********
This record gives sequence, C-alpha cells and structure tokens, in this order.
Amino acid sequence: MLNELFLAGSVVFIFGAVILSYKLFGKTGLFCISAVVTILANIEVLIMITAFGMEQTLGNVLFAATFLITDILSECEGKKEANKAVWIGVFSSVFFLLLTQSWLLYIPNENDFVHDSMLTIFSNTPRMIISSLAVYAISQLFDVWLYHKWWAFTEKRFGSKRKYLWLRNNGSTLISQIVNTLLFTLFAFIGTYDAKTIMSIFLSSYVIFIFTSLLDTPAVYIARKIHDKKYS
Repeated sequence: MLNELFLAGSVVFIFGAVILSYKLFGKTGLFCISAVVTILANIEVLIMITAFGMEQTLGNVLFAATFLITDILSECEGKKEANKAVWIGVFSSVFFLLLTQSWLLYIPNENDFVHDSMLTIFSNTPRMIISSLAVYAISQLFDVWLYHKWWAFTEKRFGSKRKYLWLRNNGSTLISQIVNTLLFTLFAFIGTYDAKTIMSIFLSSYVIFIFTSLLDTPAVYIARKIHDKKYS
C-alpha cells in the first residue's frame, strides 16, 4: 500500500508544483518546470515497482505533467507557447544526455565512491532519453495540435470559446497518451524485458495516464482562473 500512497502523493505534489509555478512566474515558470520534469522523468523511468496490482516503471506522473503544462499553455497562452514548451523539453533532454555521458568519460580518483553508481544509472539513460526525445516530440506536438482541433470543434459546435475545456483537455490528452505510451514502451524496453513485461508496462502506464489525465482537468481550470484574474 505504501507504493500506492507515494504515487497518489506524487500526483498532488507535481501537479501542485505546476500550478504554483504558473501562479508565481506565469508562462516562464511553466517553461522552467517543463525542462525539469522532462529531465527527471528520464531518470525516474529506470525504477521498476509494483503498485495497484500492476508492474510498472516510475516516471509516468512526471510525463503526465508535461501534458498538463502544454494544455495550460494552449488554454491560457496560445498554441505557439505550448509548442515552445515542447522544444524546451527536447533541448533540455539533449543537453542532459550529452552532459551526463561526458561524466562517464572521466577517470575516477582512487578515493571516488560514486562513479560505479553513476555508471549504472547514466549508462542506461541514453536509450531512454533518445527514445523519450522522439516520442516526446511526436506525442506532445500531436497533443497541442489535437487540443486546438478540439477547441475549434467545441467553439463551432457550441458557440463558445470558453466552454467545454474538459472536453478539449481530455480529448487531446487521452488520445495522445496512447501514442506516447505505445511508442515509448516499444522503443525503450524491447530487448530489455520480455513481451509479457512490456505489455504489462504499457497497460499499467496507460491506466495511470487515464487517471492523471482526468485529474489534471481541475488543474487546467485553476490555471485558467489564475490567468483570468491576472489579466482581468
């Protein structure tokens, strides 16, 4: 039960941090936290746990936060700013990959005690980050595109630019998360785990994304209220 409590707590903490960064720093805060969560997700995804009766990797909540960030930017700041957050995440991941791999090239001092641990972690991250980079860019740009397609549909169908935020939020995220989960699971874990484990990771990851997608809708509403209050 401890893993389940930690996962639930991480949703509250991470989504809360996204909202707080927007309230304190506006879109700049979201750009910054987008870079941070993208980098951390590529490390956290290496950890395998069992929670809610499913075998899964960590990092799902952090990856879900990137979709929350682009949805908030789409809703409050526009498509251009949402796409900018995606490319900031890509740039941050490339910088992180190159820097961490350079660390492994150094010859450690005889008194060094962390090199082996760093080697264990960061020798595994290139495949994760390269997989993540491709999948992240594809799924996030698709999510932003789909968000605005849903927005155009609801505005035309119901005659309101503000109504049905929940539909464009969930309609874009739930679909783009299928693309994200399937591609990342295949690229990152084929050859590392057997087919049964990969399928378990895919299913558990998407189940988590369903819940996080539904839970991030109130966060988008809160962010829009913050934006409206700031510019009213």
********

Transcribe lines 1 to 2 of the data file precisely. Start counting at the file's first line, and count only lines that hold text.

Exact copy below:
This record gives sequence, C-alpha cells and structure tokens, in this order.
Amino acid sequence: MLNELFLAGSVVFIFGAVILSYKLFGKTGLFCISAVVTILANIEVLIMITAFGMEQTLGNVLFAATFLITDILSECEGKKEANKAVWIGVFSSVFFLLLTQSWLLYIPNENDFVHDSMLTIFSNTPRMIISSLAVYAISQLFDVWLYHKWWAFTEKRFGSKRKYLWLRNNGSTLISQIVNTLLFTLFAFIGTYDAKTIMSIFLSSYVIFIFTSLLDTPAVYIARKIHDKKYS